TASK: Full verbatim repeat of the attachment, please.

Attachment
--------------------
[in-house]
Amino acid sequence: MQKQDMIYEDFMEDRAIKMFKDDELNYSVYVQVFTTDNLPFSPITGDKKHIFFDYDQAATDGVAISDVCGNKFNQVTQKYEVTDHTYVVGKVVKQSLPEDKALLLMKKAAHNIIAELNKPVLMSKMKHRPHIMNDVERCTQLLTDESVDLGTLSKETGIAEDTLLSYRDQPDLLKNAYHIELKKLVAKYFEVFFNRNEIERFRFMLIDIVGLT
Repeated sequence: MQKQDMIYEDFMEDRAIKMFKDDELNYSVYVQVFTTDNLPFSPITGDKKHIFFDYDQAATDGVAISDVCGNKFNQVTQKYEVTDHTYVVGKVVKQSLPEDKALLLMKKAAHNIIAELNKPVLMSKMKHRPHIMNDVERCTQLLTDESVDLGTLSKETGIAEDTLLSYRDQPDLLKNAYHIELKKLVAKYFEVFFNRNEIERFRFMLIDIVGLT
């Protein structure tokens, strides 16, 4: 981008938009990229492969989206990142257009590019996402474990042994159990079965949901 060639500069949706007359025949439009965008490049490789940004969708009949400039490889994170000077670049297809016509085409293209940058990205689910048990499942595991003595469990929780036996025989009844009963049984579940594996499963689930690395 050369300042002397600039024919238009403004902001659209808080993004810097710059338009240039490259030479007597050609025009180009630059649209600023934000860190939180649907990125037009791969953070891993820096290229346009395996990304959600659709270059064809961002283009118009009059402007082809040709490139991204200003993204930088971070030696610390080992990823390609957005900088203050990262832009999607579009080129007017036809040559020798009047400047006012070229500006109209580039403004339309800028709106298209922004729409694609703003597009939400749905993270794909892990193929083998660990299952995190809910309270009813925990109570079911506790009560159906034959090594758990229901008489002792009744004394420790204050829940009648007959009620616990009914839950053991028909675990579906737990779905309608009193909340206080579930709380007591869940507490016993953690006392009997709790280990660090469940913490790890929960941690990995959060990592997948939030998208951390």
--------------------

[in-house]
Amino acid sequence: MQKQDMIYEDFMEDRAIKMFKDDELNYSVYVQVFTTDNLPFSPITGDKKHIFFDYDQAATDGVAISDVCGNKFNQVTQKYEVTDHTYVVGKVVKQSLPEDKALLLMKKAAHNIIAELNKPVLMSKMKHRPHIMNDVERCTQLLTDESVDLGTLSKETGIAEDTLLSYRDQPDLLKNAYHIELKKLVAKYFEVFFNRNEIERFRFMLIDIVGLT
Repeated sequence: MQKQDMIYEDFMEDRAIKMFKDDELNYSVYVQVFTTDNLPFSPITGDKKHIFFDYDQAATDGVAISDVCGNKFNQVTQKYEVTDHTYVVGKVVKQSLPEDKALLLMKKAAHNIIAELNKPVLMSKMKHRPHIMNDVERCTQLLTDESVDLGTLSKETGIAEDTLLSYRDQPDLLKNAYHIELKKLVAKYFEVFFNRNEIERFRFMLIDIVGLT
């Protein structure tokens, strides 16, 4: 981008938009990229492969989206990142257009590019996402474990042994159990079965949901 060639500069949706007359025949439009965008490049490789940004969708009949400039490889994170000077670049297809016509085409293209940058990205689910048990499942595991003595469990929780036996025989009844009963049984579940594996499963689930690395 050369300042002397600039024919238009403004902001659209808080993004810097710059338009240039490259030479007597050609025009180009630059649209600023934000860190939180649907990125037009791969953070891993820096290229346009395996990304959600659709270059064809961002283009118009009059402007082809040709490139991204200003993204930088971070030696610390080992990823390609957005900088203050990262832009999607579009080129007017036809040559020798009047400047006012070229500006109209580039403004339309800028709106298209922004729409694609703003597009939400749905993270794909892990193929083998660990299952995190809910309270009813925990109570079911506790009560159906034959090594758990229901008489002792009744004394420790204050829940009648007959009620616990009914839950053991028909675990579906737990779905309608009193909340206080579930709380007591869940507490016993953690006392009997709790280990660090469940913490790890929960941690990995959060990592997948939030998208951390």